One possibility Harrington is investigating is that daytime fatigue stems from a problem with the circadian clock, which regulates periods of mental alertness through the day and night. This regulation falls to the brain’s suprachiasmatic nucleus, which coordinates hormones and brain activity to ensure that we feel generally alert by day. Under normal circumstances, the SCN orchestrates a peak in alertness at the start of the day, a dip in the early afternoon, and a shift to sleepiness in the evening.
The amount of sleep you get at night has little impact on this cycle, says Harrington. Instead, how alert you feel depends on the quality of the hormonal and electrical output signals from the SCN. The SCN sets its clock by the amount of light hitting the retina, so that it keeps in line with the solar day. Too little light in the mornings, or too much at night, can disrupt SCN signals, and either can lead to a lethargic day. “I think circadian rhythm disruption is quite common in our society and is getting worse with increased use of light at night,” says Harrington.
If you spend the day feeling as if you have never quite woken up properly but are not sleepy at bedtime, a poorly calibrated SCN might be to blame, says Harrington. She suggests trying to spend at least 20 minutes outside every morning and turning off screens by 10 pm to avoid tricking the SCN into staying in daytime mode.
Another way to reset the SCN is to exercise, Harrington suggests. Several studies have linked exercise — whether a single bout or regular physical exertion — to reduced fatigue. “People with fatigue hate to hear this, but exercise can make a big difference,” she says. This may explain why people who start exercising regularly often report sleeping better, when some studies show they don’t actually sleep for any longer. Quality of sleep may be more important than quantity.
As well as resetting the SCN, exercise fights the flab, and there are good reasons to think that reducing fat levels could help tackle fatigue. Body fat not only takes more energy to carry around, but releases leptin, a hormone that signals to the brain that the body has adequate energy stores.
Studies have linked higher leptin levels to greater perceived fatigue, a finding that makes perfect sense from an evolutionary perspective: if you aren’t short of food, you don’t need the motivation to go out and find some. Interestingly, people who fast regularly often report feeling more energetic than when they ate frequently.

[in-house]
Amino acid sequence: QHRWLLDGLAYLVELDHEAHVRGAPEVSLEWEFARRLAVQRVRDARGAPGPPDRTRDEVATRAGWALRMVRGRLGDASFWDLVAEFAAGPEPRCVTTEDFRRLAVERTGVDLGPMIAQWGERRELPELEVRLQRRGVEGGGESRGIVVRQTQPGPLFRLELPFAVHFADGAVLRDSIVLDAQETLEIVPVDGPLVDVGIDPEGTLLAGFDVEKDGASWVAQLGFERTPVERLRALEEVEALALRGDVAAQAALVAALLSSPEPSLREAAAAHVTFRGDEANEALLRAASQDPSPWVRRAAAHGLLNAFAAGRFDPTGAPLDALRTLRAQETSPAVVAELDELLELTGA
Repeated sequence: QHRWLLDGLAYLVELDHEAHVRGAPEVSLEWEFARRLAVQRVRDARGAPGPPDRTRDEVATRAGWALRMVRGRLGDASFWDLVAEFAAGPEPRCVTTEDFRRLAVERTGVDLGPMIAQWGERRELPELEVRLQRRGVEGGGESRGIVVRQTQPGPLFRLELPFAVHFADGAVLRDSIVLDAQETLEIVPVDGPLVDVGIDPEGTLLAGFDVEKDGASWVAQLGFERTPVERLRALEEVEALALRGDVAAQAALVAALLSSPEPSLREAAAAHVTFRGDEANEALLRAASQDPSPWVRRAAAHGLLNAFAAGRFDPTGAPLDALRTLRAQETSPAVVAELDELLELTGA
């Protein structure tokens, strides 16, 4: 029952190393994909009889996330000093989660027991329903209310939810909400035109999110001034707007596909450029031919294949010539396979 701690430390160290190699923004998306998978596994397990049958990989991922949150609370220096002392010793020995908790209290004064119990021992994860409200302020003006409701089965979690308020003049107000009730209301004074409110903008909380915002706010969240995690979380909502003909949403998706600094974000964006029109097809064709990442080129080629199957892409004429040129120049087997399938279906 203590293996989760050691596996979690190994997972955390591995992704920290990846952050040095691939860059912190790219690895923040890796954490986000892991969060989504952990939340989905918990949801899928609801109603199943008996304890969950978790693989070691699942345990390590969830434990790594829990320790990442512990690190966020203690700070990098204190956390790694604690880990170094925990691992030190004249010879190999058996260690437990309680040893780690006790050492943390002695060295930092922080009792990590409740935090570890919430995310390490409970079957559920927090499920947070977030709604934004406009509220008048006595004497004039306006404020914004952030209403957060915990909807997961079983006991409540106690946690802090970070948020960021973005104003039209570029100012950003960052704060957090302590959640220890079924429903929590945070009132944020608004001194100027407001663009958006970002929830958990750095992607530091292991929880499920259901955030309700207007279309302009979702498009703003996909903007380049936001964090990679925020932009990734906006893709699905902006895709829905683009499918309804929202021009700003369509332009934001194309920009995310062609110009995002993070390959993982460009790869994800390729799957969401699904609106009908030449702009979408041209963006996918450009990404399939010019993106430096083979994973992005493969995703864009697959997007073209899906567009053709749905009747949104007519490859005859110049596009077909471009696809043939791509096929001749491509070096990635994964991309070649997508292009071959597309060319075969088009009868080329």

With obesity on the rise, leptin signalling might well be a common reason for feeling tired all the time. But there could be something else at play. People who carry excess fat also show higher levels of inflammation, a part of the body’s immune response that rouses other parts into action by releasing proteins called cytokines into the bloodstream.
Body fat stores large quantities of cytokines, which may mean that more end up circulating, too. As well as stimulating the immune system, cytokines also make you feel drained of energy, as anyone who has ever had a common cold can attest. In 1998, Benjamin Hart at the University of California, Davis, argued that this feeling is an evolved strategy to help fight a bacterial or viral attack: when you need time to rest and recuperate, fatigue is your friend.
Animal studies have shown this effect in action. In one, Harrington gave mice a drug that causes low-level inflammation. She found that while they still moved around their cages and ate as normal, they avoided the running wheels. Contrast that with healthy mice, which seem to seek out the wheels for kicks. “It is like wanting to go out and be active, and have fun and do something that is not necessary for just staying alive.” If low-grade inflammation robs mice of their zest for life, there’s no reason, she thinks, to suspect something similar shouldn’t hold for people.